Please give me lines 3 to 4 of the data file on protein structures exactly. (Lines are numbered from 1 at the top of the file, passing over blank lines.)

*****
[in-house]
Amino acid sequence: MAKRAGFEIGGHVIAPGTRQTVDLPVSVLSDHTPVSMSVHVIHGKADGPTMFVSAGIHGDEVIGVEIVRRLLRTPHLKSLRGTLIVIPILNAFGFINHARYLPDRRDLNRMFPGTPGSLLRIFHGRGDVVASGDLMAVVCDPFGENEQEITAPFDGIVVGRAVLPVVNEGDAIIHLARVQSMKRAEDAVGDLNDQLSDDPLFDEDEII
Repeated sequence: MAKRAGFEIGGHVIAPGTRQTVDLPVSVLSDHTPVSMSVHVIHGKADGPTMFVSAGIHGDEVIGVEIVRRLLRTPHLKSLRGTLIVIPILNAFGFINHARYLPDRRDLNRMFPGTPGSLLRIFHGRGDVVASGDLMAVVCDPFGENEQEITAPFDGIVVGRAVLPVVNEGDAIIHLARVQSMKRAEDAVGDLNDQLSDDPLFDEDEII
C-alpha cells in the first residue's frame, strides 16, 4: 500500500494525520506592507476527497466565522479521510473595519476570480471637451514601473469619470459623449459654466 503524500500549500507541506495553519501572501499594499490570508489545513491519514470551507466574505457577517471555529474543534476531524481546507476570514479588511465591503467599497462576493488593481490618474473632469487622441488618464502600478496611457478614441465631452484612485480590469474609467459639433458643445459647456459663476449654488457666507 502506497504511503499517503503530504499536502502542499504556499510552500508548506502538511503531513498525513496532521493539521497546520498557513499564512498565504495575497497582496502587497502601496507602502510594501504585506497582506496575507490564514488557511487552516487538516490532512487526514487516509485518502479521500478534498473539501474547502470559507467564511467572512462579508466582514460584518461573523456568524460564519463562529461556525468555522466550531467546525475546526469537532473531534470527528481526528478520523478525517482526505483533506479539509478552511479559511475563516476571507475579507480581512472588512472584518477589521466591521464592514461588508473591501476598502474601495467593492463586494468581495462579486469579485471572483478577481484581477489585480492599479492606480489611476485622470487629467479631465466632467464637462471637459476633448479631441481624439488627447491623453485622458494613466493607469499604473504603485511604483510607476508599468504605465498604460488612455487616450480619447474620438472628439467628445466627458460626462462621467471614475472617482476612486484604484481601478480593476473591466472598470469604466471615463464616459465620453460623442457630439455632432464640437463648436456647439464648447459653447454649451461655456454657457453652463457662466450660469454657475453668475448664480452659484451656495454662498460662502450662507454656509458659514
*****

Repeated sequence: MAKRAGFEIGGHVIAPGTRQTVDLPVSVLSDHTPVSMSVHVIHGKADGPTMFVSAGIHGDEVIGVEIVRRLLRTPHLKSLRGTLIVIPILNAFGFINHARYLPDRRDLNRMFPGTPGSLLRIFHGRGDVVASGDLMAVVCDPFGENEQEITAPFDGIVVGRAVLPVVNEGDAIIHLARVQSMKRAEDAVGDLNDQLSDDPLFDEDEII
C-alpha cells in the first residue's frame, strides 16, 4: 500500500494525520506592507476527497466565522479521510473595519476570480471637451514601473469619470459623449459654466 503524500500549500507541506495553519501572501499594499490570508489545513491519514470551507466574505457577517471555529474543534476531524481546507476570514479588511465591503467599497462576493488593481490618474473632469487622441488618464502600478496611457478614441465631452484612485480590469474609467459639433458643445459647456459663476449654488457666507 502506497504511503499517503503530504499536502502542499504556499510552500508548506502538511503531513498525513496532521493539521497546520498557513499564512498565504495575497497582496502587497502601496507602502510594501504585506497582506496575507490564514488557511487552516487538516490532512487526514487516509485518502479521500478534498473539501474547502470559507467564511467572512462579508466582514460584518461573523456568524460564519463562529461556525468555522466550531467546525475546526469537532473531534470527528481526528478520523478525517482526505483533506479539509478552511479559511475563516476571507475579507480581512472588512472584518477589521466591521464592514461588508473591501476598502474601495467593492463586494468581495462579486469579485471572483478577481484581477489585480492599479492606480489611476485622470487629467479631465466632467464637462471637459476633448479631441481624439488627447491623453485622458494613466493607469499604473504603485511604483510607476508599468504605465498604460488612455487616450480619447474620438472628439467628445466627458460626462462621467471614475472617482476612486484604484481601478480593476473591466472598470469604466471615463464616459465620453460623442457630439455632432464640437463648436456647439464648447459653447454649451461655456454657457453652463457662466450660469454657475453668475448664480452659484451656495454662498460662502450662507454656509458659514